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Lakers defeat Heat in NBA Finals

Lakers guard Rajon Rondo holds the Larry O’Brien Trophy as the Lakers celebrate their NBA championship win over the Miami Heat on Sunday. (Wally Skalij / Los Angeles Times)

Through the darkness and drama, the questions about whether the Lakers’ luster was gone forever, remained the hope that a day like this would happen again.

A championship. Confetti sprayed all over the court. A superstar puffing a cigar, grinning at what he’d done.

On Sunday evening, the Lakers became champions for the 17th time with a 106-93 win over the Miami Heat in Game 6 of the NBA Finals.

This time they did it in a gym shaped like Mickey Mouse with two superstars who came to resuscitate the franchise. Anthony Davis came because of LeBron James.

At the end of a strange, heartbreaking season — the longest NBA season ever — James won his fourth championship. He notched a triple-double in the clinching game — his first of the series — with 28 points, 14 rebounds and 10 assists. He earned Finals most valuable player honors for the fourth time in his career.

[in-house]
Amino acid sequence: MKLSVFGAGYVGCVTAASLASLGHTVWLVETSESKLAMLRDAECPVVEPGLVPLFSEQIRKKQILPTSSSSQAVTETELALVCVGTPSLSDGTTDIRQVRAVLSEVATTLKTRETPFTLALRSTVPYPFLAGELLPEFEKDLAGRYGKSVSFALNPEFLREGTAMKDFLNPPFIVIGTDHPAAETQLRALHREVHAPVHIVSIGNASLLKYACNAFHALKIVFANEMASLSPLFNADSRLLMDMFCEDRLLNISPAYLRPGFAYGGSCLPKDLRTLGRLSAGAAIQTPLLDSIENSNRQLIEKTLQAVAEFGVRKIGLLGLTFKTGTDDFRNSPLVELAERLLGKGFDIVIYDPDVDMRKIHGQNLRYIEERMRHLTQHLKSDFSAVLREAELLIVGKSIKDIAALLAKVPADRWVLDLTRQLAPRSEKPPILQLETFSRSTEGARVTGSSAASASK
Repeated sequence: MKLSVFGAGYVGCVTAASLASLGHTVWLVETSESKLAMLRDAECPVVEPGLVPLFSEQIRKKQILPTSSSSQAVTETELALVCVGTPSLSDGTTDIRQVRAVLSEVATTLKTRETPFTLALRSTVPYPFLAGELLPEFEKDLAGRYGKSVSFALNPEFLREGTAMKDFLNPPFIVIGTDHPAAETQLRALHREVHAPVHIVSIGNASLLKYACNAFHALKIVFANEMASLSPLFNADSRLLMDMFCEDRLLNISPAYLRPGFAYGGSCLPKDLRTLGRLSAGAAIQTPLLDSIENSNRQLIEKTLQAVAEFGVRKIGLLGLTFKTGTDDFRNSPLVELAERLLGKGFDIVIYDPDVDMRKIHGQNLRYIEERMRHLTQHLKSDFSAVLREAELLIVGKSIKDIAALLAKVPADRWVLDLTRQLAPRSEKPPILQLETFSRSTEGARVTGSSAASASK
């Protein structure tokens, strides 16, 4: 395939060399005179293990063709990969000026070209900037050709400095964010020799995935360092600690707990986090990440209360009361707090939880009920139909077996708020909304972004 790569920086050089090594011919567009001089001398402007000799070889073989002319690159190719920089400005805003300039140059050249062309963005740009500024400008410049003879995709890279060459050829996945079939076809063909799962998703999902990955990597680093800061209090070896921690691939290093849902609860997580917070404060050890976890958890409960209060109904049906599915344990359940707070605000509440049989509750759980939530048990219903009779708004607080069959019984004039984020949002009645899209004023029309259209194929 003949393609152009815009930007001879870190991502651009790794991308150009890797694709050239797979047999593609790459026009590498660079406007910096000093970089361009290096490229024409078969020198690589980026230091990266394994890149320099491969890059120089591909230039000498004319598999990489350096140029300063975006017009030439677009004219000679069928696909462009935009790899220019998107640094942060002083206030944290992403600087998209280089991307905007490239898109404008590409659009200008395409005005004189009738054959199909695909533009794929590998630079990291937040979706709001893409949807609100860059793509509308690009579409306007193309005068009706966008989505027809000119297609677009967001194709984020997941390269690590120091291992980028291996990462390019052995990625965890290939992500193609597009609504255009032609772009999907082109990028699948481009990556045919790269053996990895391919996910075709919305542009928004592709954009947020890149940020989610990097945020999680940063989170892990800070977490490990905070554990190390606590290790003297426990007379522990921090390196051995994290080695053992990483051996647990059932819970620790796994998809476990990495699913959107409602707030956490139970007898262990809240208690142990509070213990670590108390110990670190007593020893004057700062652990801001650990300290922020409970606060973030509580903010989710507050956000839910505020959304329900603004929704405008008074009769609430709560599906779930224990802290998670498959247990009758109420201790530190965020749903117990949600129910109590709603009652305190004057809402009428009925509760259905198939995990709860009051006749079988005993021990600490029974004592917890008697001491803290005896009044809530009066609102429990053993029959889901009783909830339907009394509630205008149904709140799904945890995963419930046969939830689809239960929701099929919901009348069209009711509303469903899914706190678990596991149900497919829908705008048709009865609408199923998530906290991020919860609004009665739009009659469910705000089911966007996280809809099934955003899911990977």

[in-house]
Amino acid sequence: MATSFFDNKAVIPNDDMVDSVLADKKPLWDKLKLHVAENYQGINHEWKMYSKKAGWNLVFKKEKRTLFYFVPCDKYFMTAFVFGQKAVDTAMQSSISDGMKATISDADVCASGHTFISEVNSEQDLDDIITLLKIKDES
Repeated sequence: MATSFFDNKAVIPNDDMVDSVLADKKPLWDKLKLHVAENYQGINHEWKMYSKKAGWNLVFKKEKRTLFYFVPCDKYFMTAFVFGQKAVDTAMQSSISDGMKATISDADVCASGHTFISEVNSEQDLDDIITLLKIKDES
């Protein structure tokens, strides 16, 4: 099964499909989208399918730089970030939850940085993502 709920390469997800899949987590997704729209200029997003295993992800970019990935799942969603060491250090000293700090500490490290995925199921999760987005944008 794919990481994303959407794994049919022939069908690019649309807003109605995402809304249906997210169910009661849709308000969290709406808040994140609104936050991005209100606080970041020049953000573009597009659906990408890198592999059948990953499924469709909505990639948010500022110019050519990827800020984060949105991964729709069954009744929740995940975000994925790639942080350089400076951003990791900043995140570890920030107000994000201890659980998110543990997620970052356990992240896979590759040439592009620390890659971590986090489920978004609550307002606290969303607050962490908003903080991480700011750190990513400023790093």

LOS ANGELES, CA - AUGUST 23, 2020 - - Elizabeth Munoz, from Huntington Park, brings flowers to leave at a Kobe Bryant mural on what would have been his 42nd birthday along Hill Street in downtown Los Angeles on August 23, 2020. Munoz, her sister and nephew, were visiting as many murals of the late Lakers star and leaving flowers to wish him a Happy Birthday. "Thanks for all the memories. We'll never forget you," Munoz said. The mural was created by L.A. native artist Enkone. (Genaro Molina / Los Angeles Times)

Afterward, he shared the glory with owner Jeanie Buss, general manager Rob Pelinka, coach Frank Vogel and all the fans who couldn’t be there.

“I told Jeanie when I came here I was going to put this franchise back in the position that it belongs,” James said. “… We just want our respect, Rob wants his respect, coach Vogel wants his respect, the organization wants their respect, Laker nation wants their respect.

“I want my damn respect too.”

This title didn’t look like the rest. It didn’t happen at home or on the road; it happened at Disney World. There weren’t fans, hostile or friendly; there wasn’t a familiar ride to an arena. There was just basketball in a bubble that protected them from a global pandemic that gripped the nation. They remained on this campus in Florida, steeling themselves for a mentally taxing existence, aided by the knowledge of their grander mission.

To Read The Rest Of This Article By Tania Ganguli on Los Angeles Times
Published: October 11, 2020
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